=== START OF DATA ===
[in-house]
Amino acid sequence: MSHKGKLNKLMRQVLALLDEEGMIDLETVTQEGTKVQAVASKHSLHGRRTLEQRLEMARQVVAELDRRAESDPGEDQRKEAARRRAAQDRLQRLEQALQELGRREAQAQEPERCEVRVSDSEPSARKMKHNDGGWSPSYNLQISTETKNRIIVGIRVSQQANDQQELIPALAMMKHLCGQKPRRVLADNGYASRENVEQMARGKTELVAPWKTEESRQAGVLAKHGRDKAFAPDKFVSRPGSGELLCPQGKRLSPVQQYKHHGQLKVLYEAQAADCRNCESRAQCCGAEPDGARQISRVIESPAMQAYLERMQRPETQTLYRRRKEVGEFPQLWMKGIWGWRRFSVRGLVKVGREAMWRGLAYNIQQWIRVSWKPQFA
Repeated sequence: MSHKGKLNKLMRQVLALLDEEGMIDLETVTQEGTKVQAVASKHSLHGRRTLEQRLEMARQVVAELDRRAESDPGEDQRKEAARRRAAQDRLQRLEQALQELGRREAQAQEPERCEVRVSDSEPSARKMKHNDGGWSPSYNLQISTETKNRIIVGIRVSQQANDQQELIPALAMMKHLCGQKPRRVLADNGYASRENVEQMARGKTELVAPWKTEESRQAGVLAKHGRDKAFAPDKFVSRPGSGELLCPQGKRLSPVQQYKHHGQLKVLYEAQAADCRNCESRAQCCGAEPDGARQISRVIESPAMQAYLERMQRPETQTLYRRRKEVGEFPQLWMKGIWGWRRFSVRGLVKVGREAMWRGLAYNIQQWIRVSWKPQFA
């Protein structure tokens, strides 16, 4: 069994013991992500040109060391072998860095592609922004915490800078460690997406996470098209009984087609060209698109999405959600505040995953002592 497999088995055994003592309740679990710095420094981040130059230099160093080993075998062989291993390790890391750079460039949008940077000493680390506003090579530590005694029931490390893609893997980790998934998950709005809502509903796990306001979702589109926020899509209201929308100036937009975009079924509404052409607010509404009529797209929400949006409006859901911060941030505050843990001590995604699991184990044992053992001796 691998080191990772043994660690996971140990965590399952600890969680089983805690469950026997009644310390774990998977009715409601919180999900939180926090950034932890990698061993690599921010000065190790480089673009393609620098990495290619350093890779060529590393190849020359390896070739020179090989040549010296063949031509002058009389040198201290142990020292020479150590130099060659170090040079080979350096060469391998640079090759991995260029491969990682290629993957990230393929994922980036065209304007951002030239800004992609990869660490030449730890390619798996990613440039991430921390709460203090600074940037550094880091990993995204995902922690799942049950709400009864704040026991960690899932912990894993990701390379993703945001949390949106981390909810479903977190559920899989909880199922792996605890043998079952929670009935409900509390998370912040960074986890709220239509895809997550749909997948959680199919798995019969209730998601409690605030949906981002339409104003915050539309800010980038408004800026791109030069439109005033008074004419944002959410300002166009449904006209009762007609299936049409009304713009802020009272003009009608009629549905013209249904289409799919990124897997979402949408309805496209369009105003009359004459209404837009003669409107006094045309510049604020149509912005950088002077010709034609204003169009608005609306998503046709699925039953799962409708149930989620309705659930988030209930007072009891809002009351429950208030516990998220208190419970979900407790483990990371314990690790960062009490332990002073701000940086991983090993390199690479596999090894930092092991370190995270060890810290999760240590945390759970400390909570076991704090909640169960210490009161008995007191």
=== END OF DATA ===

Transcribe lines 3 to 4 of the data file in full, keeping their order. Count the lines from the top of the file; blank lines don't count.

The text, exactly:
Repeated sequence: MSHKGKLNKLMRQVLALLDEEGMIDLETVTQEGTKVQAVASKHSLHGRRTLEQRLEMARQVVAELDRRAESDPGEDQRKEAARRRAAQDRLQRLEQALQELGRREAQAQEPERCEVRVSDSEPSARKMKHNDGGWSPSYNLQISTETKNRIIVGIRVSQQANDQQELIPALAMMKHLCGQKPRRVLADNGYASRENVEQMARGKTELVAPWKTEESRQAGVLAKHGRDKAFAPDKFVSRPGSGELLCPQGKRLSPVQQYKHHGQLKVLYEAQAADCRNCESRAQCCGAEPDGARQISRVIESPAMQAYLERMQRPETQTLYRRRKEVGEFPQLWMKGIWGWRRFSVRGLVKVGREAMWRGLAYNIQQWIRVSWKPQFA
């Protein structure tokens, strides 16, 4: 069994013991992500040109060391072998860095592609922004915490800078460690997406996470098209009984087609060209698109999405959600505040995953002592 497999088995055994003592309740679990710095420094981040130059230099160093080993075998062989291993390790890391750079460039949008940077000493680390506003090579530590005694029931490390893609893997980790998934998950709005809502509903796990306001979702589109926020899509209201929308100036937009975009079924509404052409607010509404009529797209929400949006409006859901911060941030505050843990001590995604699991184990044992053992001796 691998080191990772043994660690996971140990965590399952600890969680089983805690469950026997009644310390774990998977009715409601919180999900939180926090950034932890990698061993690599921010000065190790480089673009393609620098990495290619350093890779060529590393190849020359390896070739020179090989040549010296063949031509002058009389040198201290142990020292020479150590130099060659170090040079080979350096060469391998640079090759991995260029491969990682290629993957990230393929994922980036065209304007951002030239800004992609990869660490030449730890390619798996990613440039991430921390709460203090600074940037550094880091990993995204995902922690799942049950709400009864704040026991960690899932912990894993990701390379993703945001949390949106981390909810479903977190559920899989909880199922792996605890043998079952929670009935409900509390998370912040960074986890709220239509895809997550749909997948959680199919798995019969209730998601409690605030949906981002339409104003915050539309800010980038408004800026791109030069439109005033008074004419944002959410300002166009449904006209009762007609299936049409009304713009802020009272003009009608009629549905013209249904289409799919990124897997979402949408309805496209369009105003009359004459209404837009003669409107006094045309510049604020149509912005950088002077010709034609204003169009608005609306998503046709699925039953799962409708149930989620309705659930988030209930007072009891809002009351429950208030516990998220208190419970979900407790483990990371314990690790960062009490332990002073701000940086991983090993390199690479596999090894930092092991370190995270060890810290999760240590945390759970400390909570076991704090909640169960210490009161008995007191």